Training participants report

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Japanese-Language Program for Foreign-Service Officers& Public Officials


13 SEPTEMBER 2016 - 11 MAY 2017

 The Japanese language training course for young Diplomats and Public Officials was held in The Japan 11.jpgFoundation Japanese-Language Institute, Kansai from September 2016 until May 2017. Participants came from all across the global, from American continent to East Asia, in total, 35 countries, including Chile, Colombia, Costa-Rica, Honduras, Jamaica, Panama, Spain, Afghanistan, Armenia, Azerbaijan, Cambodia, Indonesia, Kazakhstan, Laos, Mongolia, Nepal, Pakistan, Thailand, Tajikistan, Vietnam, Yemen, Benin, Botswana, Burundi, Chad, Democratic Republic of Congo, Egypt, Kenya, Liberia, Nigeria, Seychelles, South Sudan, Sudan, Togo and Zimbabwe.

22.jpgThe program was aimed to equip the participants with basic skills of Japanese language. Apart from daily language classes, there were various different cultural and other activities which helped us to get familiar with the unique Japanese culture (e.g. Japanese tea ceremony) 33.jpgand society. Joint lectures with OSIPP (Osaka school of International Public Policy), trips to different sites of Japan, meetings with the Governmental officials and visits to different museums were organized by the Institute . The OSIPP lectures included wide range of topics: from foreign and domestic politics to history and economics.


 44.jpgThe main emphasis of the course was laid on the development of practical language skills required for our future work at the Embassy in Japan and with Japanese people in general. Just a few months after the commencement of the program we were able to 55.jpgcommunicate effectively with the local people. Learning mainly with textbooks and workbooks, we also improved our skills with the help of websites, including the one developed by the Japan Foundation Japanese-Language Institute, Kansai.



 As mentioned above, it was not just a language programme. Considerable importance was given to understanding of Japanese culture and historical perspective which can be useful in understanding the current socio-political context.
Cultural activities included classes such as Calligraphy, Wadaiko (Japanese drums), Haiku (traditional form of Japanese poetry), Ikebana (flower arrangement), Kimono Wearing as well as Nihongo Variety (Variety of Japanese language), Life and Culture (introducing the peculiarities of the daily life of Japanese people), Yom-Yom (reading books in Japanese language) and others.


 99.jpg1010.jpgThe organizers paid great attention on networking. Besides close friendship among the participants, we also developed contacts with the representatives from local communities, like ICA (Izumisano Cross-Cultural Association), Kishiwada Open English Café and others. All the 0124.jpgparticipants had Kaiwa (Conversation) - Partners. The program was 1111.jpgdeveloped to help us practice our speaking skills. We also had several meetings with schoolchildren and students from different universities of Kansai region.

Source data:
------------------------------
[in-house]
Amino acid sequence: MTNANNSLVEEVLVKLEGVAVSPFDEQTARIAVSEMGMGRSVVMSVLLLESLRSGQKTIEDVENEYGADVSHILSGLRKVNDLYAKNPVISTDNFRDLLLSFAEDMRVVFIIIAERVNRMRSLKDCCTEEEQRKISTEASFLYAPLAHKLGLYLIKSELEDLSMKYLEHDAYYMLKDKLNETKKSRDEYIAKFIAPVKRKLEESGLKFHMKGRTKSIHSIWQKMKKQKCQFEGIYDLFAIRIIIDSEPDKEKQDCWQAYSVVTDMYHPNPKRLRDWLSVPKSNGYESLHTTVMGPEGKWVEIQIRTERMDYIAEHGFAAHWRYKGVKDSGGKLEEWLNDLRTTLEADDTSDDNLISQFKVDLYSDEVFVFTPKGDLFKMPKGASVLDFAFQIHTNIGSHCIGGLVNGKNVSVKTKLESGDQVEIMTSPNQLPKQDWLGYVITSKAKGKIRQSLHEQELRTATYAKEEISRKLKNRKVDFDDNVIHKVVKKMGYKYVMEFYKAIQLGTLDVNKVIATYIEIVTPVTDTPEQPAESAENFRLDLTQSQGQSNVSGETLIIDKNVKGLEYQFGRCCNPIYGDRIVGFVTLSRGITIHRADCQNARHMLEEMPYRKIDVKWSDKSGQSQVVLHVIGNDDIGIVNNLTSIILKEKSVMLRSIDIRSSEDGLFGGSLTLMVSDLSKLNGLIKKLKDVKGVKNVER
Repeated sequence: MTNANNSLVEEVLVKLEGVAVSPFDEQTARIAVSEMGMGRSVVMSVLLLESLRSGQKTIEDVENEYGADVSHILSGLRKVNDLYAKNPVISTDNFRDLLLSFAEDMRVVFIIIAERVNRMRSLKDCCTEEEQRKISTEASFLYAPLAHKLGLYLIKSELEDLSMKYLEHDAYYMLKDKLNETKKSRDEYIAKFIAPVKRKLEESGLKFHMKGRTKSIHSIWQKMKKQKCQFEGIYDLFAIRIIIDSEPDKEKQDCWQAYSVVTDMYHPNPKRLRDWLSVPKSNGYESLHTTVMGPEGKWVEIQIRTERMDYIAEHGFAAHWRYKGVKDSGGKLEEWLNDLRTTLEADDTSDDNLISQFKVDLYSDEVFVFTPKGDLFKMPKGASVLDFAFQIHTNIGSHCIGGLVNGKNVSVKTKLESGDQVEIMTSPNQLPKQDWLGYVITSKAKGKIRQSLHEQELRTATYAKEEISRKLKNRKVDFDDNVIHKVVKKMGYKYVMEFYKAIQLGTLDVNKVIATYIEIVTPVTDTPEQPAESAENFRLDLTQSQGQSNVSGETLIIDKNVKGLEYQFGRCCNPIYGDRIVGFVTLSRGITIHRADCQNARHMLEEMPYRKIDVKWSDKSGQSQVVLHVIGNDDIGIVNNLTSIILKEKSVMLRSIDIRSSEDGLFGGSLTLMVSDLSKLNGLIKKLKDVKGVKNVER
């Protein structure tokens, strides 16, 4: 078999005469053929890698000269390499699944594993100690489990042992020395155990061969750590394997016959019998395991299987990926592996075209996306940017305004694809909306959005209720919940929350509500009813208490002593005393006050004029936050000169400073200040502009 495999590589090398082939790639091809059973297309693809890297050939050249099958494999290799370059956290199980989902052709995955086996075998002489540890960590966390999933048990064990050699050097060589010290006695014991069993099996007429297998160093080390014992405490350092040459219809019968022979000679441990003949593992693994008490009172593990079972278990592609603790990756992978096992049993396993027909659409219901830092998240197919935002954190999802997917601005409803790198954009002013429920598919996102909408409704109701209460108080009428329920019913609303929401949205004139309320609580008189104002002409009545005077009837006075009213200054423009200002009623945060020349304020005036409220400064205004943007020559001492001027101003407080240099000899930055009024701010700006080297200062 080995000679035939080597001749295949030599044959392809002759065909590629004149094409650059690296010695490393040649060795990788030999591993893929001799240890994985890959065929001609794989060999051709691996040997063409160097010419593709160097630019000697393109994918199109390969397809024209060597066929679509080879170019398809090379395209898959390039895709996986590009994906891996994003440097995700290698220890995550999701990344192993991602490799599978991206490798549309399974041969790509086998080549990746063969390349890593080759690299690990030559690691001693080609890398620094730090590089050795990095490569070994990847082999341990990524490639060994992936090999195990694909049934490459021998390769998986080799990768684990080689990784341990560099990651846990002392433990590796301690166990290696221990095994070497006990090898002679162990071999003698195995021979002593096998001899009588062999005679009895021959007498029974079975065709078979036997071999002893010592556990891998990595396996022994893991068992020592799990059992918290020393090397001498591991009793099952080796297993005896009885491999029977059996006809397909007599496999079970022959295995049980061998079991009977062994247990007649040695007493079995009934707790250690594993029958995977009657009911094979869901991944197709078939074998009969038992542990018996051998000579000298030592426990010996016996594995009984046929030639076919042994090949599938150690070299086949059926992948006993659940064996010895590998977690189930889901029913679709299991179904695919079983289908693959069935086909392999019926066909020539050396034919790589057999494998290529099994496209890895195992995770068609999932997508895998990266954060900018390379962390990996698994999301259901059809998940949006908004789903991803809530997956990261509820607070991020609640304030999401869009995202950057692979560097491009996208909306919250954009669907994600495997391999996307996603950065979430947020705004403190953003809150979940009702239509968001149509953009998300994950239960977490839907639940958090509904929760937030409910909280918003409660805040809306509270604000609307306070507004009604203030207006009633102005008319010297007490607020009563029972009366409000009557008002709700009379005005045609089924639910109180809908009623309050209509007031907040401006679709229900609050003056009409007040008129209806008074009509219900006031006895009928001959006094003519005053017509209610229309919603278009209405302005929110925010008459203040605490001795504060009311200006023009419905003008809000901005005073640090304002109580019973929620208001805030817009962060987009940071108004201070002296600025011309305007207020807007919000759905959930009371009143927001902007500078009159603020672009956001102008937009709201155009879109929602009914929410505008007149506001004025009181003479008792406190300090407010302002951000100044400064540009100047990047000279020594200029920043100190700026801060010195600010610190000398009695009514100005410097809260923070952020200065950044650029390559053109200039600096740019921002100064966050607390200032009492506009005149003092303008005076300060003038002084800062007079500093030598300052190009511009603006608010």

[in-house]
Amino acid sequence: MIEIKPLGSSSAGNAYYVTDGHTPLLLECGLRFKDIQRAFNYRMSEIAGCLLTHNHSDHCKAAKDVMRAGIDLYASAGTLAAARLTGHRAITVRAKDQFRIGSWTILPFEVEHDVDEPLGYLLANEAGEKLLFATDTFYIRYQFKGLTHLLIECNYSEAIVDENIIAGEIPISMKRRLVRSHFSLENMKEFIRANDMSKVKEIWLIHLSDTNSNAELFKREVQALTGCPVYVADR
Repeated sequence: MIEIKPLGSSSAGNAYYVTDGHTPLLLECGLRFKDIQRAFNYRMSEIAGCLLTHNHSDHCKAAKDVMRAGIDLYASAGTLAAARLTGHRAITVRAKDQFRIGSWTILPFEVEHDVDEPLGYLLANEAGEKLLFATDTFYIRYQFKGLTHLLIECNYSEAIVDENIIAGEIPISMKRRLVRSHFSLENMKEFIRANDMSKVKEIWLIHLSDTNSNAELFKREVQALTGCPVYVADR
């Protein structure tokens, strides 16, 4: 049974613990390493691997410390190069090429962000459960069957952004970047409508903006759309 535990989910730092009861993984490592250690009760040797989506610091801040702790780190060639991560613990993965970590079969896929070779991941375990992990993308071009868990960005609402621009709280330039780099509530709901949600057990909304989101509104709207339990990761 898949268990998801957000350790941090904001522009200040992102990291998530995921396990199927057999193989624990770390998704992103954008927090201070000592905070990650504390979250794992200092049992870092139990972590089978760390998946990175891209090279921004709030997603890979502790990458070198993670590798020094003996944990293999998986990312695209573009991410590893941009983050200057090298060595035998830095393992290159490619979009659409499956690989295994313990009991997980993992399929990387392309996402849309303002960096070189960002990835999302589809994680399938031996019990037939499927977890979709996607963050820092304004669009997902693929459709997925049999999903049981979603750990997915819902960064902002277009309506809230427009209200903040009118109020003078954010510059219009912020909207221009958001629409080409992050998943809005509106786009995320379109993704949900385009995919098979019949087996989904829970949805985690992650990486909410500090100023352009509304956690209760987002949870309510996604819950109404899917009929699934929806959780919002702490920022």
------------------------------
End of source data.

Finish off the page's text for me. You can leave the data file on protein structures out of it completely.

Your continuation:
The 8-month program included several Study Trips to Hiroshima, Kyoto, Tokyo etc. During those trips, 1313.jpgikkkkkkk.pngmeetings with our colleagues from the MoFA and other ministries, governmental and non-governmental organizations, as well as visits to the Japanese traditional theatres (Bunraku, Noh and Kyogen), variety of museums and factories took place. The aim of the 3-day self-study trip was to discover the hidden aspects of the Japanese culture and to have a valuable insight into the working of Japanese institutions.


 1515.jpg1616.jpg The final assessment was based on the results of mid-term and end-term exams, our participation in the classes (compulsory and optional) and trips. After the completion of the course, we had to prepare final presentation about our countries or ran a booth, by then being already able to communicate only in Japanese.


 1717.jpg1818.jpgFinally, comfortable accommodation, very kind staff of the Institute and always ready-to-help-senseis created a friendly atmosphere promoting further experience of real Japan and making us able to follow one of the greatest figures of the history - Nelson Mandela's advice: "If you talk to a man in a language he understands, that goes to his head. If you talk to him in his own language, that goes to his heart."


Lusine Sargsyan, Attaché, Department of Press, Information and Public Relations,

Ministry of Foreign Affairs, Republic of Armenia

Special thanks to
Ministry of Foreign Affairs of Japan
Ministry of Finance Japan
The National Institute for Defense Studies (NIDS)
Japan International Cooperation Agency (JICA)
Japan External Trade Organization (JETRO)
Osaka Regional Taxation Bureau
Osaka Innovation Hub
Sakai City
National Museum of Ethnology
Osaka School of International Public Policy (Osaka University)
Tezukayama Universtiy
Ritsumeikan University
Mukogawa Women's University
Tajiri Elementary School
Soroptimist International of Osaka-Izumi
Kuboso Memorial Museum of Arts, Izumi
Mitsubishi Hitachi Power Systems, Ltd.
National Bunraku Theatre
and many other organizations.

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